I could not possibly stress enough how insanely proud I am of this organization. The dedication towards our mission of providing transportation that can be trusted, to everyone, is noble. We, as a team, have achieved something that has truly changed the world for the better, and will continue to do so long into the future.

I also have deep gratitude for the lessons learned from Travis, from my colleagues on Uber’s ELT, and my Global Ops leadership team over the years -- notably Rachel, Austin, Jo, Mac, Pierre, Droege, Penn, Jambu, Ro, Mike, Amit, Meghan, Barnes, and so many others who have given so much of their hearts and lives to building this company. Thank you. Without you, I wouldn’t be the person I am today and for that, I will forever be in your debt.

When you go through an experience like we have building Uber you forget that it’s not just the people across the desk that are making a huge investment, it’s also the partners and spouses, the families and the friends at home also making sacrifices. I would never have been able to make this journey without my wife Molly there to listen and advise. The ride hasn’t always been easy but nevertheless, she’s been there with me to laugh, to cry, to plan, and to celebrate. She deserves more credit than anyone in supporting me through it all. She’s been the most constant and enduring partner, right at my side, and building her own company and our family along the way. I *really* look forward to being able to return the love and spend more time with her and with our boys.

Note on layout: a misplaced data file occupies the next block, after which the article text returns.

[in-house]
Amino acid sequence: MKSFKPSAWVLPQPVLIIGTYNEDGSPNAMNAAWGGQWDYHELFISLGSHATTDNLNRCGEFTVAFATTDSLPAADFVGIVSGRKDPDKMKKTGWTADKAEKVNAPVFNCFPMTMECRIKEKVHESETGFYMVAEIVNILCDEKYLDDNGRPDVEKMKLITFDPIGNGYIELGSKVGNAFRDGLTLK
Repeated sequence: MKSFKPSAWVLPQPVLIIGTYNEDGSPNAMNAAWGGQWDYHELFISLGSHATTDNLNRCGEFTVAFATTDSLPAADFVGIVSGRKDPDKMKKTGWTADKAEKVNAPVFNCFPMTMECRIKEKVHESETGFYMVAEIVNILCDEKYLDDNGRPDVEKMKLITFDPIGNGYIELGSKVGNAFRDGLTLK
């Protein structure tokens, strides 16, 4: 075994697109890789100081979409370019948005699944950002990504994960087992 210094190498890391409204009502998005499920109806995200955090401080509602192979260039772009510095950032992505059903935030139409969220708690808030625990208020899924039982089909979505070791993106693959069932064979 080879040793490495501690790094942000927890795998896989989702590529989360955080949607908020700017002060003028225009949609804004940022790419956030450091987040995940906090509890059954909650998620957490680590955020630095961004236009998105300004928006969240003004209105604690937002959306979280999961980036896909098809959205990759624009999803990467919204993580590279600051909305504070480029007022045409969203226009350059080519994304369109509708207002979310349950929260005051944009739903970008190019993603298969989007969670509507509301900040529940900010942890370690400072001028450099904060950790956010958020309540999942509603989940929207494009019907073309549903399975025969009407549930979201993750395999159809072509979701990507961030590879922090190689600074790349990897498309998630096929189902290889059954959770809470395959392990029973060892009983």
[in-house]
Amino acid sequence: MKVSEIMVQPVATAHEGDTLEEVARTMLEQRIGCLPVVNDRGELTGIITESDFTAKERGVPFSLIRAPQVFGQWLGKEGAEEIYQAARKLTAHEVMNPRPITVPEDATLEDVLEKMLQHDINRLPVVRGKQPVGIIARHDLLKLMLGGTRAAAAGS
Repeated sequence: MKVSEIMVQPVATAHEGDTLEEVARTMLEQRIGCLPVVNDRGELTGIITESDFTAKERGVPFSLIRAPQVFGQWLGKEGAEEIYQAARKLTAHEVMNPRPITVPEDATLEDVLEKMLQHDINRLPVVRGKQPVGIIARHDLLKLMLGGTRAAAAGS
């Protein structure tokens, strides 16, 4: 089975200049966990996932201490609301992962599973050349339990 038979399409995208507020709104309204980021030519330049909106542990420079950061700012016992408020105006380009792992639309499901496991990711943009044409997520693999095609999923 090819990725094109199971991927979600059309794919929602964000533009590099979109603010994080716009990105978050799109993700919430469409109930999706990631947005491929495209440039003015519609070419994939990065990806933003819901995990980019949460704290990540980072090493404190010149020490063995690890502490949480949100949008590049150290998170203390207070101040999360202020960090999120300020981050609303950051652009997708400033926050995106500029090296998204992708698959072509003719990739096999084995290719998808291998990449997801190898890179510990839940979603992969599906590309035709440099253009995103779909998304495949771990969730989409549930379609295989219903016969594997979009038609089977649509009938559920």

So, why now? Well, there is no great time for a move like this one. But it’s really important to me that this transition doesn’t take away from the importance of the onboarding process of our new CEO, whoever they might be. My hope is that ensuring my transition is known and planned for well before our board's decision on CEO it will help to make it clear to our team and to our new leader that I will be there to support however I can.

There is another lesson I’ve learned that we should have applied much earlier. We should have taken more time to reflect on our mistakes and make changes together. There always seemed to be another goal, another target, another business or city to launch. Confucius said that reflection is the noblest method to learn wisdom, and fortunately, our new found reflection and introspection has become an asset to us and we have evolved and grown considerably. Our culture, our processes, our leaders, and our teams have become wiser, stronger, and more mature because of it. Regardless of which role I hold in the future, I’ll be dedicated to supporting Uber’s leadership, partnering with Uber’s new CEO to understand the complexities of this business and this organization, and to continuing to deliver on the critically important mission and future we have ahead of us. Again, thank you all, and let's Uber on!

Best,

RG

Early Uber investor Chris Sacca voiced his support for Graves, whose move to focus on his board duties would help its efforts to find a new CEO:

This is developing...


This article originally appeared on Recode.net.